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23rd Feb 2020

EU to phase out most harmful biofuels

The European Union agreed a political deal on Thursday (14 June) that will plot a course to phase out food-based biofuels like palm oil by 2030.

However, the precise details of how the phaseout will work, will only be clear at a later stage.

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  • Biofuels like biodiesel are more common in the US than in Europe (Photo: Robbi Baba)

"We must push for the development and use of advanced biofuels, leaving aside food-based crops and instead using materials such as forest residues, agricultural waste and manure from livestock," said centre-left MEP Jose Blanco Lopez.

The Spanish MEP led negotiations on behalf of the European Parliament with the Council of the EU – representing national governments – and the European Commission.

"For the first time we put in place a consistent strategy, avoiding false solutions like using palm oil," he said in a press statement.

However, Blanco Lopez revealed that not all details of the phaseout are yet set in stone.

He said that biofuels which have a high negative impact on land use change would be phased out through a method "which is to be established".

Without elaborating, he referred to a "certification process" from biofuels which have less negative impact.

In 2003, the EU embraced biofuels as a clean alternative for fossil fuels used in transport like petrol and diesel.

It set targets to help create a market for biofuels, but without making distinctions between different types of biofuels.

Some were later revealed to produce even more greenhouse gases than the fossil fuels they replaced, while there were also concerns of adverse affects on food prices.

The EU recently tweaked a 2020 target for renewable energy in transport, saying that of the 10 percent renewable energy, no more than seven percent may be a biofuel of the so-called first generation, which is often the most harmful.

Few EU member states had already reached the 2020 target in 2016 (Photo: Eurostat)

This week, EU negotiators agreed on additional targets to try and steer investors away from food-based biofuels.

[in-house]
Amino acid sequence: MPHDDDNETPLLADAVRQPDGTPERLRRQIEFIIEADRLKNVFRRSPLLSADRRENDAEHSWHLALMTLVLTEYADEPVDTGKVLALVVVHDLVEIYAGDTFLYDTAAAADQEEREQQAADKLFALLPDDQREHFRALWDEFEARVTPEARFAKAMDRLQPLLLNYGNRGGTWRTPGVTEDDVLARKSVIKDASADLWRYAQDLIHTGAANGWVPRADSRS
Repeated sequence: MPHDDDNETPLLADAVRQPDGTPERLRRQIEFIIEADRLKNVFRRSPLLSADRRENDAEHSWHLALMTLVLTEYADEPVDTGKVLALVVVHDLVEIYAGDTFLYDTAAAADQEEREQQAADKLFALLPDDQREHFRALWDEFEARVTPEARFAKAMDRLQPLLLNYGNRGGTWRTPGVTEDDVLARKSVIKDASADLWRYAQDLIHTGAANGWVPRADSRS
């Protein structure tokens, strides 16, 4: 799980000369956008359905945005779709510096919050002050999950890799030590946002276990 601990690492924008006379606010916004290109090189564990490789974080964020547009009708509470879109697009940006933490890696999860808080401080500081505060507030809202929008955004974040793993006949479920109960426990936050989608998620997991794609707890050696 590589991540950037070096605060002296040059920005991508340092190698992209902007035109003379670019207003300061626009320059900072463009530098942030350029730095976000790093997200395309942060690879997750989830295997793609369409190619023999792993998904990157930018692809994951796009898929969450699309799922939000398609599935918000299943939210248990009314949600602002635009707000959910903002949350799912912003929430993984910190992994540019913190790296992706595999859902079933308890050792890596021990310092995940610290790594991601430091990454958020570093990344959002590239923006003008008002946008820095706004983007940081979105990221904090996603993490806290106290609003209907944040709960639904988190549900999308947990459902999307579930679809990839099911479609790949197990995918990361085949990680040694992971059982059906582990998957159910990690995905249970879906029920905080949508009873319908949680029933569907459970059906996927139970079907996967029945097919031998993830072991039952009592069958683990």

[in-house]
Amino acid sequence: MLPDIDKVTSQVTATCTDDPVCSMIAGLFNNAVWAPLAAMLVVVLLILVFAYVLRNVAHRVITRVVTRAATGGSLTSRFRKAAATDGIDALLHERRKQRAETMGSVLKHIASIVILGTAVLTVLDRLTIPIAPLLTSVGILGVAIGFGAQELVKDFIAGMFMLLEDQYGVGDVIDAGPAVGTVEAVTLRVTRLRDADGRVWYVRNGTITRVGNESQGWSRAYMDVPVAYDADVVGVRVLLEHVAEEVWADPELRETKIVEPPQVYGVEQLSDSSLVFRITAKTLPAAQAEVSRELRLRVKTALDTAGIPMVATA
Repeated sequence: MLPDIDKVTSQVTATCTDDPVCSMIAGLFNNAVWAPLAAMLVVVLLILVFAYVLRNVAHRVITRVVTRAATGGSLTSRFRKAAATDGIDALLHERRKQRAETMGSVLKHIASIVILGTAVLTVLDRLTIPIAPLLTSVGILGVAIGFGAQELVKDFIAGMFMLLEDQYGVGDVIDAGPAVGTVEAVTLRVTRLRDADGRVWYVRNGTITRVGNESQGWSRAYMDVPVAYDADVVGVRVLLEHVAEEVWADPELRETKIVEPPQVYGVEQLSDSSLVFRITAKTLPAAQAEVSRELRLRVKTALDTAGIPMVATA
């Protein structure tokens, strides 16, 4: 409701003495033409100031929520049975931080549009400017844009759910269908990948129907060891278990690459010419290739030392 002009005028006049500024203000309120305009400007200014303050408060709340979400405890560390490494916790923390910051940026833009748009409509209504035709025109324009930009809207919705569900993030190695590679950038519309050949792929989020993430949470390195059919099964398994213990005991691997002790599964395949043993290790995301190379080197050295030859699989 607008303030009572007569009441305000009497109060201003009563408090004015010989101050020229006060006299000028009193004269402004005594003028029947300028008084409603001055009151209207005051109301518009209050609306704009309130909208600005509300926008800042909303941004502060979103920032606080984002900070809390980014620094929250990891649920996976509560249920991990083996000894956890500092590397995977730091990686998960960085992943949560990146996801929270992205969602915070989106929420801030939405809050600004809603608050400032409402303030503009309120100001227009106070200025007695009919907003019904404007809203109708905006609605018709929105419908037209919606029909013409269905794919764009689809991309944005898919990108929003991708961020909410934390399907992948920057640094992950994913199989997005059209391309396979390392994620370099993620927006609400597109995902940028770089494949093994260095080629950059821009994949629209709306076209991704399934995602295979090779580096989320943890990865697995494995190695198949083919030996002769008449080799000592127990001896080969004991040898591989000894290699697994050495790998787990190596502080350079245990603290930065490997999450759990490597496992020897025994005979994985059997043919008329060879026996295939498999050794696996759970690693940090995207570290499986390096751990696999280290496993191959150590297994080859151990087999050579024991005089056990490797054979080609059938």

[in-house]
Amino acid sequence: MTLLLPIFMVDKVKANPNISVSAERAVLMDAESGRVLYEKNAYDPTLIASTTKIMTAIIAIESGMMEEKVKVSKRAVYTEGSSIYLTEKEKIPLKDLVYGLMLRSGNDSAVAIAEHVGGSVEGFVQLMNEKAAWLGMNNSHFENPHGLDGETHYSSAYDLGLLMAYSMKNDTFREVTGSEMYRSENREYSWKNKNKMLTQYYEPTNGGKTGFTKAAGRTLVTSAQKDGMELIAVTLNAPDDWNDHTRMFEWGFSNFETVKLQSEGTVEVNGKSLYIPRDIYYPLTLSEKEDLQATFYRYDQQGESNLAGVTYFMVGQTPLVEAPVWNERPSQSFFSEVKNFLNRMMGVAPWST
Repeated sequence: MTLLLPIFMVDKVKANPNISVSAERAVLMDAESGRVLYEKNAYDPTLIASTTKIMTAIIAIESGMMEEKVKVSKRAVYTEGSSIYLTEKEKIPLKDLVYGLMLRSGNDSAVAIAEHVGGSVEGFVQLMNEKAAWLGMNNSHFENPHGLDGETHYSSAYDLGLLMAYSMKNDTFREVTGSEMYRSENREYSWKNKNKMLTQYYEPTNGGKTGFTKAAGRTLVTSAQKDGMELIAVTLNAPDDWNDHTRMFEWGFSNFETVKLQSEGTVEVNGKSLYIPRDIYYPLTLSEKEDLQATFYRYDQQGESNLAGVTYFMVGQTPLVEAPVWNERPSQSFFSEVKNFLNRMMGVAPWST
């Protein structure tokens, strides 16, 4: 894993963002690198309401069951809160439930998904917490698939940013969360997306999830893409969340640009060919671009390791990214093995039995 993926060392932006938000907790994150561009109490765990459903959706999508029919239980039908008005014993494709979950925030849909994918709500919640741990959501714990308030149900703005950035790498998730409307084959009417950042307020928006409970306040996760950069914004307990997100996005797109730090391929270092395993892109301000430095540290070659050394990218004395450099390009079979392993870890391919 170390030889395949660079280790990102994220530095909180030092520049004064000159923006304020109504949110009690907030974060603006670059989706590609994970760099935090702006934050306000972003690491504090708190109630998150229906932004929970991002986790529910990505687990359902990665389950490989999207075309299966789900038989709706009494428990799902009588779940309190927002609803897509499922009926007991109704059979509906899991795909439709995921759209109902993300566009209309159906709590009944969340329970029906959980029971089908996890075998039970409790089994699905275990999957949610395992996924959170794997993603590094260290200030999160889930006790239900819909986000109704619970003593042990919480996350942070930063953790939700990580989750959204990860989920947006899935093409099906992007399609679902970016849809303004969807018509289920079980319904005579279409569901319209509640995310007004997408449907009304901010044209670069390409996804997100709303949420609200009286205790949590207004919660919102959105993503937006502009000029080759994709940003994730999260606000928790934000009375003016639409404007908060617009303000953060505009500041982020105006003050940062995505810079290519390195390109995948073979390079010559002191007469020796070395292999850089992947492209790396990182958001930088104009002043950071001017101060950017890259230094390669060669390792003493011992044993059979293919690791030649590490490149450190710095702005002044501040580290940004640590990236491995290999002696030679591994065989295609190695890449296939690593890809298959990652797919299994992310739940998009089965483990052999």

It was part of a broader bill on renewable energy.

"One of the most sensitive issues during the negotiations was biofuels from food and feed crops," said Dutch Green MEP Bas Eickhout in a press statement.

"The signal that the EU is moving away from the most harmful biofuels, palm oil and soy, is even stronger," the statement said.

However, a Dutch version of that press release was more carefully worded, saying that by 2030 palm oil and "most probably soy" would be banned.

This indicates that the draft legislation, which still needs formal approval by parliament and council, will leave some details to be determined later by the commission.

One factor that will have to be taken into account is World Trade Organization rules. There could also be concerns about the effect of the measures on relations with Indonesia and Malaysia – the two largest producers of palm oil used in Europe.

New 32 percent target

The biofuels measures are part of a renewable energy directive, which also included a new overall target.

In 2030 a 32 percent share of the EU's energy must be from renewable sources. In 2016 it already reached 17 percent, on track for the 20 percent share target of 2020.

The 32 percent is higher than what EU leaders agreed to in 2014, when they said in a Brussels summit that renewable energy levels should be at "at least 27 percent".

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